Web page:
Availability of financial backing seems to be growing. How can food and drink operators and retailers best secure funding from a lender?
By Andy Hall
THE figures announced by the Scottish Government for the second quarter of the year in August’s Scottish Retail Sales index were welcomed across the sector. The rise of 0.8 per cent illustrates that steady progress is being made, and that the hard work of retailers is paying off.
Retail, Scotland’s largest private sector employer, is better placed than in previous years to be able to invest and grow, creating jobs in the process…
Of course there are no hard and fast rules, and one size does not fit all. Securing funding will always present challenges, and with good reason – lending needs to be right for both the business and the bank.
However, for those looking to grow, there are some steps which can be taken to help secure funding. Funding is available and those who seek it will stand a much better chance if they adopt these points and plan ahead.
You know the importance of good relationships with your suppliers, customers and staff. This should be no different with a lender. Being upfront in the beginning will prevent the likelihood of deals being unsuccessful or being delayed.
Businesses need to borrow for lots of reasons – from needing extra cash to manage a quiet period to financing the next stage of growth. Banks offer a range of ways to help you finance your business. They can also provide invaluable advice on the most suitable way forward for your current business ambitions and plans. Whether you want a fixed-term business loan, overdraft or cash flow finance, it’s important to remember that lenders will always evaluate businesses on individual merits.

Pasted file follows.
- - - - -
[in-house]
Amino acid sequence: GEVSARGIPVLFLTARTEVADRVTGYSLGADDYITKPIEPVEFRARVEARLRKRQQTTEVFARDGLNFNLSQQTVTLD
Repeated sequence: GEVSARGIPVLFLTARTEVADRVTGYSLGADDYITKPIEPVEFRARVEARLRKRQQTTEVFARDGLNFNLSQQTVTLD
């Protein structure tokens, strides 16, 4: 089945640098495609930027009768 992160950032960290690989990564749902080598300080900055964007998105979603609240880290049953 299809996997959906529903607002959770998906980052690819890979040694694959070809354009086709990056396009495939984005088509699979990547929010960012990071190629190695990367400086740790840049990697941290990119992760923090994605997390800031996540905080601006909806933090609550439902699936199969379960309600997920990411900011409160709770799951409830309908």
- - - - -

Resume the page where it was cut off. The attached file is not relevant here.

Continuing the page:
Lenders appreciate that circumstances and requirements are different, but they will always look for a solid business plan to be in place – it’s a must.
This business plan needs to address immediate priorities and budgets, but it should also address what the next stage of business growth would look like. While the available financial information will give a lender an idea of your business’s working capital and liquidity, the longer term planning will help lenders gain an idea of your vision. You need to be able to demonstrate how your business is going to make money and set realistic goals to meet those projections. At Barclays we have a strong appetite to lend to ambitious businesses with clear strategic aims.
Whether you need additional business finance to smooth out cash flow over the next few months or a substantial business loan or investment to fund an expansion into a new market, the business plan you put together should present a credible strategy. It should contain:
• details of your product
• description and analysis of the market or markets that you plan to sell into
• a sales plan
Lenders will look to review the business’s management team, its background, its debt service capability and the purpose of the loan. It’s crucial that this information is made available to a lender.
If your sales have been increasing month on month and year on year, there’s clearly a growing demand for your product or service. However, although you may be enjoying the rise in revenue at the moment, sales could flatten out if your market becomes saturated. This could happen if you have a limited number of customers or if a new rival starts up.
So, as you plot your company’s future, it’s important to look carefully at your current market in terms of your available customer base and your competitors. Once you’ve done that, you can begin to build your plan for sustainable growth. If your market is limited, think about how you can overcome this and include your thoughts in the plan.
Lenders and investors are an important source of business finance to fund your plans to take your business forward. However, to access this cash, you will need to spend time and energy creating a workable and viable plan, showing that you clearly understand how much you need and what it will be used for.